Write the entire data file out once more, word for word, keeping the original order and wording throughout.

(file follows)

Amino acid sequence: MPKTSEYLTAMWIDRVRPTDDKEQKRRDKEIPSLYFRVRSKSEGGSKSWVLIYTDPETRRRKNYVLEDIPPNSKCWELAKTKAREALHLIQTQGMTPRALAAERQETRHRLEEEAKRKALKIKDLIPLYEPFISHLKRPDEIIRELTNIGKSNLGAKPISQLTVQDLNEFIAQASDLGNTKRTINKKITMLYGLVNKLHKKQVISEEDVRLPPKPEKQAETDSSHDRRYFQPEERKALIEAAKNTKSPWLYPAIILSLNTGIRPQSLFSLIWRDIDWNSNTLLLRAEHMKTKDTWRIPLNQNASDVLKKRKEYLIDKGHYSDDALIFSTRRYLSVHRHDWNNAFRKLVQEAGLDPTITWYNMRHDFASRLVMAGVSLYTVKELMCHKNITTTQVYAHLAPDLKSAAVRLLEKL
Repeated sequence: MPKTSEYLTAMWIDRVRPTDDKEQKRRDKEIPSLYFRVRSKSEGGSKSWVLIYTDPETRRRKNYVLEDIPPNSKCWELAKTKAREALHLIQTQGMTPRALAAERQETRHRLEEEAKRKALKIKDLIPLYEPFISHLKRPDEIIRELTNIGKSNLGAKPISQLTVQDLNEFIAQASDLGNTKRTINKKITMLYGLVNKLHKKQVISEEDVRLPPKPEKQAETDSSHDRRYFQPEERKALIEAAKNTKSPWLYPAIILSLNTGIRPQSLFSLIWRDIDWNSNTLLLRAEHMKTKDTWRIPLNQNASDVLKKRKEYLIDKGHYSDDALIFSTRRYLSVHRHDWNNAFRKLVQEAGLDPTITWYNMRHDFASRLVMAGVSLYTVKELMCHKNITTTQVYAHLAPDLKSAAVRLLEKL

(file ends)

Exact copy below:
Amino acid sequence: MPKTSEYLTAMWIDRVRPTDDKEQKRRDKEIPSLYFRVRSKSEGGSKSWVLIYTDPETRRRKNYVLEDIPPNSKCWELAKTKAREALHLIQTQGMTPRALAAERQETRHRLEEEAKRKALKIKDLIPLYEPFISHLKRPDEIIRELTNIGKSNLGAKPISQLTVQDLNEFIAQASDLGNTKRTINKKITMLYGLVNKLHKKQVISEEDVRLPPKPEKQAETDSSHDRRYFQPEERKALIEAAKNTKSPWLYPAIILSLNTGIRPQSLFSLIWRDIDWNSNTLLLRAEHMKTKDTWRIPLNQNASDVLKKRKEYLIDKGHYSDDALIFSTRRYLSVHRHDWNNAFRKLVQEAGLDPTITWYNMRHDFASRLVMAGVSLYTVKELMCHKNITTTQVYAHLAPDLKSAAVRLLEKL
Repeated sequence: MPKTSEYLTAMWIDRVRPTDDKEQKRRDKEIPSLYFRVRSKSEGGSKSWVLIYTDPETRRRKNYVLEDIPPNSKCWELAKTKAREALHLIQTQGMTPRALAAERQETRHRLEEEAKRKALKIKDLIPLYEPFISHLKRPDEIIRELTNIGKSNLGAKPISQLTVQDLNEFIAQASDLGNTKRTINKKITMLYGLVNKLHKKQVISEEDVRLPPKPEKQAETDSSHDRRYFQPEERKALIEAAKNTKSPWLYPAIILSLNTGIRPQSLFSLIWRDIDWNSNTLLLRAEHMKTKDTWRIPLNQNASDVLKKRKEYLIDKGHYSDDALIFSTRRYLSVHRHDWNNAFRKLVQEAGLDPTITWYNMRHDFASRLVMAGVSLYTVKELMCHKNITTTQVYAHLAPDLKSAAVRLLEKL